When we staged the first Day of Remembrance 43 years ago, we had no idea how it would persist to become an invented tradition to be observed wherever Japanese Americans live. This year it’s a weekend more crowded than ever with five events at which I’ve been asked to speak. One consequence of pandemic isolation is the ability to be anywhere with Zoom, so I agreed to two events on Saturday and three on Sunday, covering all angles of resistance to wartime incarceration and the echoes to today:
A key scene in our graphic novel We Hereby Refuse takes place inside the U.S. Immigration Station, on the edge of Seattle’s Chinatown, where 100 immigrant Issei were held after their arrest by the FBI two months after Pearl Harbor. I’ll join the virtual tour as a guest speaker to show scenes from our book of the detention of Jim Akutsu’s father inside the Immigration Station, and also read from my father’s own memoir about his detention there in the 1930’s. Register here.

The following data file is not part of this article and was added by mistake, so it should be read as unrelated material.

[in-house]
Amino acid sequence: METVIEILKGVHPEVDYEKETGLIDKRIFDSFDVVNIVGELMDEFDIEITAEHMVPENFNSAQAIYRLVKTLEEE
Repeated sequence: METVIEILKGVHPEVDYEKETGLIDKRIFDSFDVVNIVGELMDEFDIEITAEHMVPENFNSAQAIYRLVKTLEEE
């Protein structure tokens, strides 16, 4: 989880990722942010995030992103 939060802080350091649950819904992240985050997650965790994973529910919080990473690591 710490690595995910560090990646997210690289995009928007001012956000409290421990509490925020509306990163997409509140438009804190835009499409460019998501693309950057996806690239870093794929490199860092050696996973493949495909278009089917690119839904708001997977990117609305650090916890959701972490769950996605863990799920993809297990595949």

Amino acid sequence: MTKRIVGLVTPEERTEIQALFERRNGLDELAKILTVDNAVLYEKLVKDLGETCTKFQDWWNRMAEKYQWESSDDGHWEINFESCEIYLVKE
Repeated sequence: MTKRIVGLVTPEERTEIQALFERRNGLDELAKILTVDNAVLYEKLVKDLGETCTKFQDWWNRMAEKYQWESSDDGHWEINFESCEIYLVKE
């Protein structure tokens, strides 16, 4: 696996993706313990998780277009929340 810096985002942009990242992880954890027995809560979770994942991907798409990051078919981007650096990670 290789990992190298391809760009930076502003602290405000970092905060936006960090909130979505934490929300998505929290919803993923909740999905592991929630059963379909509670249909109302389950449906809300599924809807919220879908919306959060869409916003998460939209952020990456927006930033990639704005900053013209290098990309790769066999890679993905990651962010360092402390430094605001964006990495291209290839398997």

SEATTLE, WA Saturday, February 20, 2021, 2:00 pm PT Wing Luke Museum online book launch
Copies of our graphic novel won’t be ready for sale until March, but we’re going ahead with the Day of Remembrance launch of We Hereby Refuse: Japanese American Resistance to Wartime Incarceration. I’ll unpack how the structure of the book and its narrative arc upend the usual expectations around camp stories, Tamiko Nimura will read from a scene with her uncle Hiroshi Kashiwagi, and artists Ross Ishikawa and Matt Sasaki will break down their process. To get the Zoom link to watch, you’ll need to register here.